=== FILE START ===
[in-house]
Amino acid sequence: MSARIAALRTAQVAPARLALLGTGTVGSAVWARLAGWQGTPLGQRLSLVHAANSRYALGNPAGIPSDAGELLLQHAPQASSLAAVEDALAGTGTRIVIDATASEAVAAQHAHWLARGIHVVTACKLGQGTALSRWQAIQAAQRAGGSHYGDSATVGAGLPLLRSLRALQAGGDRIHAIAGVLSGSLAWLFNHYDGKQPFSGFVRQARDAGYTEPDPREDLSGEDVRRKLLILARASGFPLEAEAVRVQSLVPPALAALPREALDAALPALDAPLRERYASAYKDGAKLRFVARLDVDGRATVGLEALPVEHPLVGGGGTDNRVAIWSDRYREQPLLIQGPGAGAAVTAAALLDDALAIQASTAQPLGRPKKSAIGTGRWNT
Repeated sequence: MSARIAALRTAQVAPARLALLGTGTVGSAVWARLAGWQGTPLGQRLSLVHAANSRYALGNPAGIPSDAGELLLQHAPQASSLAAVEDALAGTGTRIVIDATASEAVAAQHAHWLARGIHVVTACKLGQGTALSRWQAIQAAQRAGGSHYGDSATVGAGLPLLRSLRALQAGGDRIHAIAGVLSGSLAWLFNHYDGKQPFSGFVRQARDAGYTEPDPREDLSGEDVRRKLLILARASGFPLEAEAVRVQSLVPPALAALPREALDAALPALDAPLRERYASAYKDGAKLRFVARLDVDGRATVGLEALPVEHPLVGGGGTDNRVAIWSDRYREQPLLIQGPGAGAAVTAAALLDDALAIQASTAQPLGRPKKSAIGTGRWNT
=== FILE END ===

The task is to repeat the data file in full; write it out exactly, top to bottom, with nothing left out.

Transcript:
[in-house]
Amino acid sequence: MSARIAALRTAQVAPARLALLGTGTVGSAVWARLAGWQGTPLGQRLSLVHAANSRYALGNPAGIPSDAGELLLQHAPQASSLAAVEDALAGTGTRIVIDATASEAVAAQHAHWLARGIHVVTACKLGQGTALSRWQAIQAAQRAGGSHYGDSATVGAGLPLLRSLRALQAGGDRIHAIAGVLSGSLAWLFNHYDGKQPFSGFVRQARDAGYTEPDPREDLSGEDVRRKLLILARASGFPLEAEAVRVQSLVPPALAALPREALDAALPALDAPLRERYASAYKDGAKLRFVARLDVDGRATVGLEALPVEHPLVGGGGTDNRVAIWSDRYREQPLLIQGPGAGAAVTAAALLDDALAIQASTAQPLGRPKKSAIGTGRWNT
Repeated sequence: MSARIAALRTAQVAPARLALLGTGTVGSAVWARLAGWQGTPLGQRLSLVHAANSRYALGNPAGIPSDAGELLLQHAPQASSLAAVEDALAGTGTRIVIDATASEAVAAQHAHWLARGIHVVTACKLGQGTALSRWQAIQAAQRAGGSHYGDSATVGAGLPLLRSLRALQAGGDRIHAIAGVLSGSLAWLFNHYDGKQPFSGFVRQARDAGYTEPDPREDLSGEDVRRKLLILARASGFPLEAEAVRVQSLVPPALAALPREALDAALPALDAPLRERYASAYKDGAKLRFVARLDVDGRATVGLEALPVEHPLVGGGGTDNRVAIWSDRYREQPLLIQGPGAGAAVTAAALLDDALAIQASTAQPLGRPKKSAIGTGRWNT